Saturday, 26 October 2013

A Windmill in Leiden


Visiting a Dutch Windmill

When you think of Holland you think of windmills. Growing up in the Netherlands you kind of take them for granted like cows in a field or clouds in the sky. They're just there and you don't take notice of them. But yesterday when I happened to pass one, I did notice it and decided to take a look inside.

Visiting a Dutch Windmill


Visiting a Dutch Windmill


This particular windmill called De Valk, or the Falcon, is situated in the city of Leiden, right in the city centre. It's a mill that was built in 1743 and was used to grind grain to produce flour. It's a tower mill which measures no less than 29 metres tall, high enough to catch the wind blowing over the roofs of Leiden. The Falcon was in use till well into the last century, but was turned into a museum towards the end of it.

Visiting a Dutch Windmill


Visiting a Dutch Windmill


The tour takes you through a living room, a drawing room and a kitchen, all kitted out with orignal period furniture. On the next six floors up there are a multitude of displays, depictions and artefacts that explain the history of milling, the different types of mills and the workings of the mills. Who knew that we Dutch didn't come up with the concept of windmills at all; the Romans apparently did.  Another thing I didn't know was that a miller didn't get paid in money for his hard labour of grinding wheat. He got paid in flour which he then sold on to local bakers for cash.

Visiting a Dutch Windmill


This museum is not one to go to if you suffer from vertigo. The different floors or lofts are all connected by stairs that seem to get steeper and steeper the higher you get. There are even signs telling you to descend backwards to avoid breaking body parts. The grinding loft was the main floor of the mill. This is where the miller spent most of his time, overseeing the quality of the flour seeping through the chutes above, and checking the weather on the gallery outside making sure the sails were catching enough wind. You can walk out onto the gallery where you can enjoy 360 views stretching across the city of Leiden.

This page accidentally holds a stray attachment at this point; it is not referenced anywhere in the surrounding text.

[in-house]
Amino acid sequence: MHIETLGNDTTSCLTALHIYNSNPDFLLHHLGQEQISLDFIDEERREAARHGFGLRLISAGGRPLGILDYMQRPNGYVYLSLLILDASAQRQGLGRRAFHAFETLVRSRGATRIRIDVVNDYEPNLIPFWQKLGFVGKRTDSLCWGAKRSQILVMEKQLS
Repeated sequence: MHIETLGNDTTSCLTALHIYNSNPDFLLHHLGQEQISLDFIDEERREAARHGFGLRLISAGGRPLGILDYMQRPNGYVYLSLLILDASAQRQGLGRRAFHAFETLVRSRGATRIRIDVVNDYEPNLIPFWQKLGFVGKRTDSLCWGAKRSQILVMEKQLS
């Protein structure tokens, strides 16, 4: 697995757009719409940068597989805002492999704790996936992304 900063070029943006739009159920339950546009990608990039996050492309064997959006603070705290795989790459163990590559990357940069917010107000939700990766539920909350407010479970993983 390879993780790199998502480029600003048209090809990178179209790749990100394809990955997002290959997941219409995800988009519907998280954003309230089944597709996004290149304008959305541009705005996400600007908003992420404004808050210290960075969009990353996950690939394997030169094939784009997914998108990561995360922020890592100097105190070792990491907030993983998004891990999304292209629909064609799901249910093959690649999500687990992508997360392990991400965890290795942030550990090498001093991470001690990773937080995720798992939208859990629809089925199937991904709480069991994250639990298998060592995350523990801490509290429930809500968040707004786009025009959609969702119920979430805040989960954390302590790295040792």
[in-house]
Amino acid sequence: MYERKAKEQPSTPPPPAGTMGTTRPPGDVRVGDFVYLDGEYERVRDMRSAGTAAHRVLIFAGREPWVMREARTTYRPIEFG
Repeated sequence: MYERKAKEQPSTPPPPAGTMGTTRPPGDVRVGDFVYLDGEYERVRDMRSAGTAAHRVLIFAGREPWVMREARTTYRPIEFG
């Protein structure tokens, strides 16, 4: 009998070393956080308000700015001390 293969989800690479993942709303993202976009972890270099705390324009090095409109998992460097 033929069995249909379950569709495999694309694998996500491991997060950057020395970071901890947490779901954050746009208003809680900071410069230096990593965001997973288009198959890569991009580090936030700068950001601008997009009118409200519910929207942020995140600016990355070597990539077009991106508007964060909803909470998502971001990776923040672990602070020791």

Visiting a Dutch Windmill

Brimming with windmill knowledge I continued my visit of Leiden, knowing that I would never take my national icons for granted again.

10 comments:

  1. It looks very homely inside, what a beautiful place. I have never been inside a windmill, I definitely should do that next time.

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    1. You should! And there are still plenty you can visit in Holland!

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  2. I love the details like the tiled back splash and knowing more about the history of windmills. x

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  3. What a beautiful country we live in indeed, never the less, I call Gouda (the city we will leave in 3 months) cheesy. Although it is beautiful.

    My point being, it's hard to describe or even see the beauty of your home. And I guess that's only really possible after a good while traveling.

    Chee(r)s :)

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    1. Lol. Nothing cheesy about that! Shame you're leaving...

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  4. Even though I grew up in Germany, I have never visited the Netherlands before - and I really don't understand why! I love the looks of windmills, but I don't think I've ever seen one before. They really must be exclusive to Holland! :) I found your blog through the attendee list of Selena's Afternoon Tea next week - I'm looking forward to meeting you there!

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  5. Oh wow, I did not expect the inside of windmills to be furnished or look anything like that! I thought it would be hollow! Thank you for the tour.

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    1. LOL, I think some might have been, but my mom says that she used to stay at her friend's who lived in a windmill and it looked similar.

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